I dug this paragraph out from my writings years ago when Marion was just 1 year old and it reminds me of many of those tiny cultural differences that I suppose I now take for granted.
We wake up reeking of the raw onion on the dressing table …..Amatxi’s solution for Marion’s cough. It works but we reek! As I carry her down the stairs of my renovated Basque sheep shed, situated high up in the Spanish Pyrenees, we indulge in our game of bell guessing. I say it’s a herd of horses but, when we look beyond the gate, Marion cries ‘MOO’ . I am wrong. Bell culture here is fascinating. Every animal, every herd is different.
After breakfast we take a plum and blackberry crumble to Sagrario´s on the neighbouring farm. It is just a 5 minute walk away. My neighbours go crazy for crumble (lemon curd, chedder cheese and Thai curries also go down well in the hamlet) – and I promise to help Sagrario make one for the fiestas next July. We walk through carpets of sheep’s droppings and chestnuts, pass blackberry bushes and fig trees with Marion alternating exclamations of ‘NAN NAN’ and ‘CACA,’ (Basque: FOOD and POO).
It doesn’t matter that we reek of onions. Sagrario’s house reeks of cows. They practise the old fashioned-farming system with the animals on the ground floor; their very own central heating system. One day I remember Sagrario exclaim ‘qué calor hace aqui’ and, where we would have reached to turn the thermostat, she simply popped downstairs to take the cows out. We have lunch with the extended family; thick vegetable soup, pork, potatoes (all off the farm) followed by strong home-made sheep’s cheese and crumble! The older men reminisce about their past, log cutting in France … the girls in the fiestas and while Luis, Sagrario´s single brother-in-law fills my glass with local wines, I solve his future by playing Tinker, Tailor, Soldier, Sailor with the damson stones on his plate!
On one of many trips out I visited a house just as this one. A walking companion asked me, ‘What about the smell?’
Of course the answer was simple. The animals soon get used to it!!!!
The animals were not IN the house with the family. They were down beneath the house. Yes, they did provide heat.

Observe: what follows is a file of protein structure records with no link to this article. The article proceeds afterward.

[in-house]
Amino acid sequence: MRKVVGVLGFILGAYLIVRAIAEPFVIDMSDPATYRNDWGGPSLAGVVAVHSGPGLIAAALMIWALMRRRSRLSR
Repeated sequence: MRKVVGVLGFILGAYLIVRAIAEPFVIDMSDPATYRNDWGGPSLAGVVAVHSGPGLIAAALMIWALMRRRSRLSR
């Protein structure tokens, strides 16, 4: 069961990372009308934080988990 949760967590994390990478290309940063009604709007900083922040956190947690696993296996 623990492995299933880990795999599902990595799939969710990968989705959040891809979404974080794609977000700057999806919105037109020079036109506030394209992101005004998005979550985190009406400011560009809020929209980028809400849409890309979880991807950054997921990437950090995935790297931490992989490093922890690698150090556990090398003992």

The walls of these houses were very, very thick as were the floors. I know all this because my Father was born in one and lived there until he immigrated to the US when he was 22 years old.
Thank you for your comments on my blog and i can only imagine that your father was one of the many Basque shepherds or farmers that headed out to the states for work in the middle of the last century. We have friends in our hamlet here who have come back to retire, 50 years later, after raising their families in the USA and many of them have incredible stories to tell.
It is difficult to say whether the animals are IN the house or UNDERNEATH the house. The house and stables are one single unit and the main entrance to the house (which is usually an apartment on the first floor (beneath the hay loft one storey higher)) is actually THROUGH the stables. Does this meant that the stables are beneath the house or actually in it? I do not know?
Best regards from hay-making time in the Pyrenees
That’s interesting about the the Bell culture. But cows in the house.? Hmmm. I guess you would eventually get used to it. LOL
Thanks for the interesting article. I enjoy hearing about other cultures. I would love to see that part of the world. From looking at your photos it looks like a beautiful area. Definitely an artist’s paradise! Are there any artists in the area in which you live?